Fire in Barry Farm sends five to hospital

One person was killed and four others — two of them small children — were taken to a hospital with life-threatening injuries after a fire early Saturday in Southeast D.C.

Firefighters rescued the children — a small boy and a baby — and an older woman from the apartment on Stevens Road SE. They rushed them, a woman who jumped from the building and a neighbor who tried to help to the hospital, all with life-threatening injuries, according to D.C. Fire and Emergency Medical Services spokesman Timothy Wilson. One of them was declared dead.

A 58-year-old woman, a 25-year-old woman and a 4-year-old boy were listed on the lease of the apartment. Neighbors said a grandmother, mother and son lived there.

Dorothy Lewis was asleep on her couch about 7 a.m. when she heard someone shouting, “Help! Help! Fire!” She ran outside and saw one of her next-door neighbors in Barry Farm jump out of an upstairs window and land hard on the ground.

“She was shouting, ‘My son, my son!’ and ‘My mom!’ ” said Kimberly Oliphant, 44, who lives in the apartment just across a narrow yard. As sirens sounded in the distance, a man ran from a nearby apartment and tried to kick down the door and enter. But thick black smoke shot out and he staggered back just as firefighters came running down the walkway.

Oliphant said she saw firefighters bring someone down from upstairs on a ladder.

The woman who jumped from the window was trying to get away from the fire, which was burning on both floors of the building, but stumbled and fell in another yard. Lewis grabbed clothes for her and held her hand for a moment. But smoke was coming off of her and her skin was peeling away, Lewis said. “She was saying, ‘Please help me, Miss Lewis. My baby!’ ”

As a steady rain fell later Saturday morning, neighbors watched as investigators from the joint arson task force combed through the blackened apartment. A charred pile of rubble lay in front of the living-room window, and the cream stucco front of the building was blackened. Two women stood in the drizzle and prayed for the family. Red Cross volunteers helped neighbors, like Lewis, who were displaced by the fire.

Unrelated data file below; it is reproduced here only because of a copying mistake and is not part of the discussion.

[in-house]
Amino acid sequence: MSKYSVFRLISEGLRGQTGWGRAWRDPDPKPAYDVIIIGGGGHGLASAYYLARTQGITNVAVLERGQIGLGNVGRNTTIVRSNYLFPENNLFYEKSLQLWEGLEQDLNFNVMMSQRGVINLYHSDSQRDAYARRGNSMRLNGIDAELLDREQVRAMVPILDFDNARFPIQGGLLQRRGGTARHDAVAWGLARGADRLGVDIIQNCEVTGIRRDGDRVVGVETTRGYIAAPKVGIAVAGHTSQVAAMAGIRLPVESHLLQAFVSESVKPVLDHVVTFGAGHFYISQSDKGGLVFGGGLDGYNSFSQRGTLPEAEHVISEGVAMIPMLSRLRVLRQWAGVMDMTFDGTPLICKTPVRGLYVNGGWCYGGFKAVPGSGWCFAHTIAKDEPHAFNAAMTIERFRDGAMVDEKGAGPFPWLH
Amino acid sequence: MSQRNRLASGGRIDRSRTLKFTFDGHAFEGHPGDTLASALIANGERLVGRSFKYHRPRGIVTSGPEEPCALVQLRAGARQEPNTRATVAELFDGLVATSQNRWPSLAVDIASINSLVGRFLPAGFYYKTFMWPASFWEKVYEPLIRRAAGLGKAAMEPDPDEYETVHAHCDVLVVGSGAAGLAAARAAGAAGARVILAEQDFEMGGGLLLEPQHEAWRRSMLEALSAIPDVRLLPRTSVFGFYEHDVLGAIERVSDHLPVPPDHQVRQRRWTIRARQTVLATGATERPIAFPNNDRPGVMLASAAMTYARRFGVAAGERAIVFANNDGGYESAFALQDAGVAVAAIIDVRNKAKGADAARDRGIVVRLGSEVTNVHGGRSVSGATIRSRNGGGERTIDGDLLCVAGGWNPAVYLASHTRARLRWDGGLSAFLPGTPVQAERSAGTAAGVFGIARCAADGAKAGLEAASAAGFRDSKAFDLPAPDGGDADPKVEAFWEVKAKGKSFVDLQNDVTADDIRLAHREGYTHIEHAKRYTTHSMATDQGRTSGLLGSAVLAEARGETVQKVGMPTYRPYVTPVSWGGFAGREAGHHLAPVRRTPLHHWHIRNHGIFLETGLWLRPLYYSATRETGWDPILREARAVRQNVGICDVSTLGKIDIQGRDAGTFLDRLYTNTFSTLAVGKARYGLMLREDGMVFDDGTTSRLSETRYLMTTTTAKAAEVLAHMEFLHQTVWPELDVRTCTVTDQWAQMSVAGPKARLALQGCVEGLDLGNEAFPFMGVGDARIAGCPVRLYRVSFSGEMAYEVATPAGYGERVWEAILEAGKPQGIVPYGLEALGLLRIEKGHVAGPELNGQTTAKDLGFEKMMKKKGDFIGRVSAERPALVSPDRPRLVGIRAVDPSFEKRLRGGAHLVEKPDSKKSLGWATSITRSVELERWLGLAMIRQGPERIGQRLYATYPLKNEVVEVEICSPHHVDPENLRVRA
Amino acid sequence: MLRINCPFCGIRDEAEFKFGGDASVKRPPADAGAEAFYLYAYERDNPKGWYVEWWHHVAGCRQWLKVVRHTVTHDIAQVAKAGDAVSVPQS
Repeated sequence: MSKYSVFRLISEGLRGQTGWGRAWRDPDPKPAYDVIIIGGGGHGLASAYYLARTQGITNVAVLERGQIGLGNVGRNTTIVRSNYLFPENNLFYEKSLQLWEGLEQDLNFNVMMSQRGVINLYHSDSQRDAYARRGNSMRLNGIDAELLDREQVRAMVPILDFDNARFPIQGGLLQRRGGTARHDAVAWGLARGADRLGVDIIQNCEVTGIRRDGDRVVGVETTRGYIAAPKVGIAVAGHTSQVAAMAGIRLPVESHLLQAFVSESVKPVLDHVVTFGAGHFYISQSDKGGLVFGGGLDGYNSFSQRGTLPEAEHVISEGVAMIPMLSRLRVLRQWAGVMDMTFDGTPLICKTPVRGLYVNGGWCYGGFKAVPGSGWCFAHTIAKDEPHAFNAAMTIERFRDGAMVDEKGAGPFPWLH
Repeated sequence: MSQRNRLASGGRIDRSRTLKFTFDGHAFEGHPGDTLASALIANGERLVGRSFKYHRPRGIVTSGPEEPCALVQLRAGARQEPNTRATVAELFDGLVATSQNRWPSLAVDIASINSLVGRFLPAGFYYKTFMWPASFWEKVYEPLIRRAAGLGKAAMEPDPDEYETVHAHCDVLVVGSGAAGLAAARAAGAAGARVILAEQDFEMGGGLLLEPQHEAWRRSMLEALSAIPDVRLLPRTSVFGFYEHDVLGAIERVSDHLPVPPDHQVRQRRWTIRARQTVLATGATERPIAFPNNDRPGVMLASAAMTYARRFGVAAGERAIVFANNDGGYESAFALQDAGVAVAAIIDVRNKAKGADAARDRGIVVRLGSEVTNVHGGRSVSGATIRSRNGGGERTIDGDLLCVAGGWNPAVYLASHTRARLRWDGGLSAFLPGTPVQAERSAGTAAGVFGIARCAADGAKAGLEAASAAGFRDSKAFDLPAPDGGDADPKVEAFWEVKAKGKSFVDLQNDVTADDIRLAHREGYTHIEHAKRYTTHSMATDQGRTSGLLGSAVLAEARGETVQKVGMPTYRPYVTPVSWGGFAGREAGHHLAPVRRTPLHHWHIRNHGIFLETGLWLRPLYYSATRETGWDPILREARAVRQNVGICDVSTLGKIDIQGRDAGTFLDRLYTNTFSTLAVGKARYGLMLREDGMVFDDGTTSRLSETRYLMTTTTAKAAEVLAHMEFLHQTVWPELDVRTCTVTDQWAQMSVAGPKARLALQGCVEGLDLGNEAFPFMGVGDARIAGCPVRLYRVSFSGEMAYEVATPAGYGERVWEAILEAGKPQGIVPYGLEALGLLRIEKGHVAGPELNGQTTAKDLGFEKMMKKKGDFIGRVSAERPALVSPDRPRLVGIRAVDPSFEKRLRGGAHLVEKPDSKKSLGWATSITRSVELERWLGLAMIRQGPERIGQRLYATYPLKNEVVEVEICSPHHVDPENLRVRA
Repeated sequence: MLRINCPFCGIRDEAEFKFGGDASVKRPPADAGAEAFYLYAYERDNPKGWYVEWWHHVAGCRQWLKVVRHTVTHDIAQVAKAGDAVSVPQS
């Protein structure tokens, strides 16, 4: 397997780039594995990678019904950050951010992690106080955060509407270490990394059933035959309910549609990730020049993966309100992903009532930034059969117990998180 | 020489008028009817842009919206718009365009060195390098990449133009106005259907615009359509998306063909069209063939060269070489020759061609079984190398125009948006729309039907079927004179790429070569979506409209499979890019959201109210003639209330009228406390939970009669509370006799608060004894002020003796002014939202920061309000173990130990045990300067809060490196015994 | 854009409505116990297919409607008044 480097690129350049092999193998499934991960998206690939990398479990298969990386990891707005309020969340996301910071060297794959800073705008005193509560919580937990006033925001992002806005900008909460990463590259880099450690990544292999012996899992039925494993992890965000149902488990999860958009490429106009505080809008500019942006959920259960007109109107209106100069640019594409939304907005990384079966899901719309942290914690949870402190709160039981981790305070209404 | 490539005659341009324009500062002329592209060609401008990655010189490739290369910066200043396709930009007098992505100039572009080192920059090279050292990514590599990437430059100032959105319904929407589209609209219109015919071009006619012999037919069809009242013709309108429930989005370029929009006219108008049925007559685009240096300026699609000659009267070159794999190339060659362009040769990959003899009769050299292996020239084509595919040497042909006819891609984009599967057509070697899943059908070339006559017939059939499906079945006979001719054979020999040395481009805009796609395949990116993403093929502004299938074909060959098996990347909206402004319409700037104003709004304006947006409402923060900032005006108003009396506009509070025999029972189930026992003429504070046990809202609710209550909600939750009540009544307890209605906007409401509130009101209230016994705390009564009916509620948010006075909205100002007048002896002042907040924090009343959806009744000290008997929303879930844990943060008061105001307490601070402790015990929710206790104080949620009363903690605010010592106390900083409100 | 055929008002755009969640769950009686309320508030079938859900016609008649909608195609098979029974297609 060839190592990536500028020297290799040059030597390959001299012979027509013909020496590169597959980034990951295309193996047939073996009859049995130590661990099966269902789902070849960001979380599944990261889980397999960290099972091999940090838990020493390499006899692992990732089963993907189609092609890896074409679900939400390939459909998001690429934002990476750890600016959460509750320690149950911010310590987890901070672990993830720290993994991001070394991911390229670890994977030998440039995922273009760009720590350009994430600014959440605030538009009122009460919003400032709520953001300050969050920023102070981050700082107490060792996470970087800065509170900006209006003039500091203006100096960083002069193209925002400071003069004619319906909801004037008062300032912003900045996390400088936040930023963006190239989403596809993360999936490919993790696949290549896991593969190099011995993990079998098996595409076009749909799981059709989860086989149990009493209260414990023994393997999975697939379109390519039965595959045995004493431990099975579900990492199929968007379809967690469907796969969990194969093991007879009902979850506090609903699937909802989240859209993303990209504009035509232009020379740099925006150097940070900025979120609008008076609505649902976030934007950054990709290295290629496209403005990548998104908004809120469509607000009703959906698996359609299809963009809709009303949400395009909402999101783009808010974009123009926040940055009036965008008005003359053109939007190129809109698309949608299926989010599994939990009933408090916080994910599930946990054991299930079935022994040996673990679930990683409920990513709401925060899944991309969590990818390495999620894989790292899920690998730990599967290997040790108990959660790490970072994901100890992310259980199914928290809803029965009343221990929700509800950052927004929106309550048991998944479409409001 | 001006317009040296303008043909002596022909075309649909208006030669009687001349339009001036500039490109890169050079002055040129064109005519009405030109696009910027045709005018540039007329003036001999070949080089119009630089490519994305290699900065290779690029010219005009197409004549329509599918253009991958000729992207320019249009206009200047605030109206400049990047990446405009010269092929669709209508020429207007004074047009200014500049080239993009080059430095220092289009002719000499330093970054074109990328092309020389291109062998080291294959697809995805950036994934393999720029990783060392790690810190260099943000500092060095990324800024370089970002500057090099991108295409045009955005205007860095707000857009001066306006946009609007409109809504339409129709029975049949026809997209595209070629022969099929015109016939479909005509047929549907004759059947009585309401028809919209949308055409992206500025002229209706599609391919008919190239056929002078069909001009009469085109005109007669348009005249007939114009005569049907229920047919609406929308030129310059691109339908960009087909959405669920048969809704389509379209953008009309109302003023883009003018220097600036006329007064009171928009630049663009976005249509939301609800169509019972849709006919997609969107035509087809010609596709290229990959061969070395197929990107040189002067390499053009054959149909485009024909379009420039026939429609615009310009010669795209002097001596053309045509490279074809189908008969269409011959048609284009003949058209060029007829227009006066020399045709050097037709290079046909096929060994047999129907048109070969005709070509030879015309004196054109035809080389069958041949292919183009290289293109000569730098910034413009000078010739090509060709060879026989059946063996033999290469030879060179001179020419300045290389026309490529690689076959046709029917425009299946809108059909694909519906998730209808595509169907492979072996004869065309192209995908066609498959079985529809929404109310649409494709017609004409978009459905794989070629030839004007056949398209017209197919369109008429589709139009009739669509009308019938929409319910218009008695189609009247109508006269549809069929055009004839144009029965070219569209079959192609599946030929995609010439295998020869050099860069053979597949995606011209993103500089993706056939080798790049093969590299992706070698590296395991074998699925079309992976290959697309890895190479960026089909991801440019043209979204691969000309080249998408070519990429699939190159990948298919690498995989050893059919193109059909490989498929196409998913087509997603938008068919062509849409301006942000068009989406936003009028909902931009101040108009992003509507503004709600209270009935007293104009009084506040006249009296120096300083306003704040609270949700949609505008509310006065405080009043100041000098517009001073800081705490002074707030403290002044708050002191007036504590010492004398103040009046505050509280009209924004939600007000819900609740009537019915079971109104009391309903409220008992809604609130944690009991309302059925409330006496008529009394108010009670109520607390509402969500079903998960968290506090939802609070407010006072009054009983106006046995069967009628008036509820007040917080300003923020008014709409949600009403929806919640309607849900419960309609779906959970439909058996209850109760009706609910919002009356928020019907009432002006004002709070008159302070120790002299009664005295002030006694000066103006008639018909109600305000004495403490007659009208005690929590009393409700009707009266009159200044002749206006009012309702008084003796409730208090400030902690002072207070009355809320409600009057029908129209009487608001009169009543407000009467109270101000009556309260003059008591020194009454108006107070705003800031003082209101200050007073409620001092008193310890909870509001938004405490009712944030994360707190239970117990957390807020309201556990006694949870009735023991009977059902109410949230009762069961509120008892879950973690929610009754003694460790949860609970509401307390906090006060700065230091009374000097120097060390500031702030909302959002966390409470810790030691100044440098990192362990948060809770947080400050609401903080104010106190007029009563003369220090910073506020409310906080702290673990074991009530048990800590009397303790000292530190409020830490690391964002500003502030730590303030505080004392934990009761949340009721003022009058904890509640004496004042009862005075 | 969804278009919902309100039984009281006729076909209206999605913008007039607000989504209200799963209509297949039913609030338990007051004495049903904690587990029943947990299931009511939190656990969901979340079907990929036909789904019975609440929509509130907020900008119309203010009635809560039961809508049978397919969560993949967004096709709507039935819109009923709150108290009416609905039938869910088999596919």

The family had not lived in the apartment very long, Oliphant said as her children leaned out of an upstairs window staring at the burned stucture. “But they were here at Christmas time, because their yard was all lit up and decorated. They were the only house that had all the Christmas decorations and lights” in the neighborhood, she said, and she used to often sit and admire how pretty it looked.

Celinda Anderson, 33, leaned on a friend’s arm and wiped away tears as she looked at the sooty pile of twisted metal in front of the home. The younger woman who had lived there was like a sister to her, she said, someone with a big smile who adored her little son. And the young woman’s mother, Anderson’s godmother, was like a mama to everyone, Anderson said. “She was really loving. She touched a lot of people.”

They would sit and talk for hours, Anderson said. “She always gave me good advice. She would make a rainy day seem like a sunny day.”

Susan Svrluga is a Virginia rover for the Washington Post, covering anything and everything that’s happening in the Commonwealth.
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